Date of Award

Spring 2012

Document Type

Dissertation

Degree Name

Doctor of Philosophy (PhD)

Department

Engineering Management

Committee Director

Ghaith Rabadi

Committee Member

Shannon Bowling

Committee Member

Resit Unal

Committee Member

Sean Deller

Abstract

With advances in networked communications, the capabilities of command and control (C2) have come to play an increasingly larger role in battlefield success. Within the past two decades a new military strategy has evolved, known as Network-Centric Operations (NCO), which puts information superiority on the frontline. Moreover, the information advantage that is gained through information superiority is translated into a tactical war-fighting advantage.

A research gap has been identified in the investigation of networked combat force configurations in the realm of asymmetric engagements. Specifically, the research question is, how should an information age combat force be networked in order to increase its combat effectiveness in asymmetric engagements with balanced forces? The objective of this research is to identify which performance metrics are best suited in measuring combat effectiveness in the situations of asymmetric engagements with balanced force sizes. In order to reach conclusions on the research objective, a series of experiments have been conducted using a discrete-event simulation based on the Information Age Combat Model (IACM).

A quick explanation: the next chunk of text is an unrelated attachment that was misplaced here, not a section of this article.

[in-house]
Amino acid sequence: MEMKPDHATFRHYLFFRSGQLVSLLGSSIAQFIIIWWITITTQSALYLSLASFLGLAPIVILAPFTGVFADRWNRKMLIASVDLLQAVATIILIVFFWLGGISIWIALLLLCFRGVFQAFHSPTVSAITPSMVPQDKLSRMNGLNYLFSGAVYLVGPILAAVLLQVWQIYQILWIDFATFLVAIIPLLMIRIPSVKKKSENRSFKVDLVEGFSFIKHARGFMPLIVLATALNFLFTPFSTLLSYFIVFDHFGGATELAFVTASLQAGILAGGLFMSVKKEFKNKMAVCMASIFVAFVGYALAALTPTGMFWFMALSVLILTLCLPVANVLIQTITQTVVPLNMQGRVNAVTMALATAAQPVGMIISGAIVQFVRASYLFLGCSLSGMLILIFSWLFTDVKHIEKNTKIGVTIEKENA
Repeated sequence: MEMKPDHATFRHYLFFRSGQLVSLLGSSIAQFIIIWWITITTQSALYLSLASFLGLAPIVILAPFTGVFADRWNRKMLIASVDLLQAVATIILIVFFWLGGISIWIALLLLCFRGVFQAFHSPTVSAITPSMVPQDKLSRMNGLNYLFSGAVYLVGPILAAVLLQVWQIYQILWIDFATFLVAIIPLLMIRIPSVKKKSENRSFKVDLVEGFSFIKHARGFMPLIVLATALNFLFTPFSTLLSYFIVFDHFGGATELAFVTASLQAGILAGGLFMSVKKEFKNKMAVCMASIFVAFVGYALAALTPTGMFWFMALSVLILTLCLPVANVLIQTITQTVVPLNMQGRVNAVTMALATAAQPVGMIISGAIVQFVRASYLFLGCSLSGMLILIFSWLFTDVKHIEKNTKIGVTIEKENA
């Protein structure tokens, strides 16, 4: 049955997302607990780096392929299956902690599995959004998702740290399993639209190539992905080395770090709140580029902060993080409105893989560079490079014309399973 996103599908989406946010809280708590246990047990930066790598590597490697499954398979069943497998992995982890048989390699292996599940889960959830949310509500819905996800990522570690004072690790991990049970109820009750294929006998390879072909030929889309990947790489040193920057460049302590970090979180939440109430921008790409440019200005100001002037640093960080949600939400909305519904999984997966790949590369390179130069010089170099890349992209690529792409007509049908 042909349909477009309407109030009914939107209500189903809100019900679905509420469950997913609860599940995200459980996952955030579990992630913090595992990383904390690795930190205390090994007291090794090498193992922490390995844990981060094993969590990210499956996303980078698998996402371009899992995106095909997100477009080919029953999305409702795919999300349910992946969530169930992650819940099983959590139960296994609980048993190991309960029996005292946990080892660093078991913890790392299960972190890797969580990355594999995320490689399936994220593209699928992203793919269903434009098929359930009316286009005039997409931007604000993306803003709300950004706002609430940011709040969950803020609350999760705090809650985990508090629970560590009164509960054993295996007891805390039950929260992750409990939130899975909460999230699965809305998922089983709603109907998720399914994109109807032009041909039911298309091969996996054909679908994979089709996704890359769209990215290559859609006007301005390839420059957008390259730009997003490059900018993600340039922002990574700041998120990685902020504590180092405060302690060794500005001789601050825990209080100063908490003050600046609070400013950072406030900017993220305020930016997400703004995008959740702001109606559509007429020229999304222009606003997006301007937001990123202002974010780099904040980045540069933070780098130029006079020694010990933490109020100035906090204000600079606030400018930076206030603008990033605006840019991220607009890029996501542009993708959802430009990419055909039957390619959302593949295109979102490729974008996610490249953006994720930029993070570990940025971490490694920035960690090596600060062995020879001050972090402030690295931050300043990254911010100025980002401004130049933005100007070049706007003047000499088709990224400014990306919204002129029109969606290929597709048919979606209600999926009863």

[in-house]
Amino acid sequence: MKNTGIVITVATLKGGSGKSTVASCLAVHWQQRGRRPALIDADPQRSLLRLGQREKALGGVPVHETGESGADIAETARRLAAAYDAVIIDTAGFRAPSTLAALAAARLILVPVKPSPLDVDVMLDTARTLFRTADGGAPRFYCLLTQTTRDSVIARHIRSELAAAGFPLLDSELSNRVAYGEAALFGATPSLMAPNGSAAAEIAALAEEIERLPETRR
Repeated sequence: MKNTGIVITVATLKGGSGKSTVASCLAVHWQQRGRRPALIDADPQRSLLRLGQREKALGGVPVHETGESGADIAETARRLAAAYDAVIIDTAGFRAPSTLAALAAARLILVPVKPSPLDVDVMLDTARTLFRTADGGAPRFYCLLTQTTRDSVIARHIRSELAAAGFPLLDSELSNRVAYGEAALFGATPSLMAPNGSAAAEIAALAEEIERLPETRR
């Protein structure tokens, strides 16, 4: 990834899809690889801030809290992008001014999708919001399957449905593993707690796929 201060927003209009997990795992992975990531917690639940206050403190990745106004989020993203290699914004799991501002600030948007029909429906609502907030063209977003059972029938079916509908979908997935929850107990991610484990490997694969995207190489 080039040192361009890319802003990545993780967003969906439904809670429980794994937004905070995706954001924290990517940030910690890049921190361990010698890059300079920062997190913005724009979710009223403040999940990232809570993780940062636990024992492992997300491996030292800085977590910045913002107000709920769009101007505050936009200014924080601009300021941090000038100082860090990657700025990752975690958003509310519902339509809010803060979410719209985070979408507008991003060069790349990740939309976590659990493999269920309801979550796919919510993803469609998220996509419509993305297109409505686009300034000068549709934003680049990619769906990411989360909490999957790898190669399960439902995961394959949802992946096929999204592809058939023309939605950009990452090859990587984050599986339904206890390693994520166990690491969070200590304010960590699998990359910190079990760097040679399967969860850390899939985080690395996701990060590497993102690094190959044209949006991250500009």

The experiments investigate all of the possible engagements for balanced configurations in the format of X-Y-X, ranging from 3 ≤ X ≤ 10, and 3 ≤ Y ≤ X, where X represents the number of sensors and influencers, and Y represents the number of deciders in the network. A total of 1,457,801 unique combat engagement simulations were conducted for data collection. The exact combat network configurations and percentage of wins for both sides were collected for use in the data analysis. Several computer programs were written in order to calculate the various performance metrics associated with each combat configuration. These data, in addition to the win percentages, are used in order to conduct both linear and nonlinear regression models, so that the value of the metrics may be evaluated as combat network performance indicators.

Results indicate that the actual size of the network is a greater predictor for combat performance than any of the metrics calculated from the network configurations. However, it has been determined that network configuration does still play a vital role in combat performance in the case of asymmetric engagements with balanced forces. Moreover, results show that it is possible to configure a network in order to increase its chances of winning in an asymmetric engagement against a larger force size.

DOI

10.25777/938z-yn34

ISBN

9781267350275

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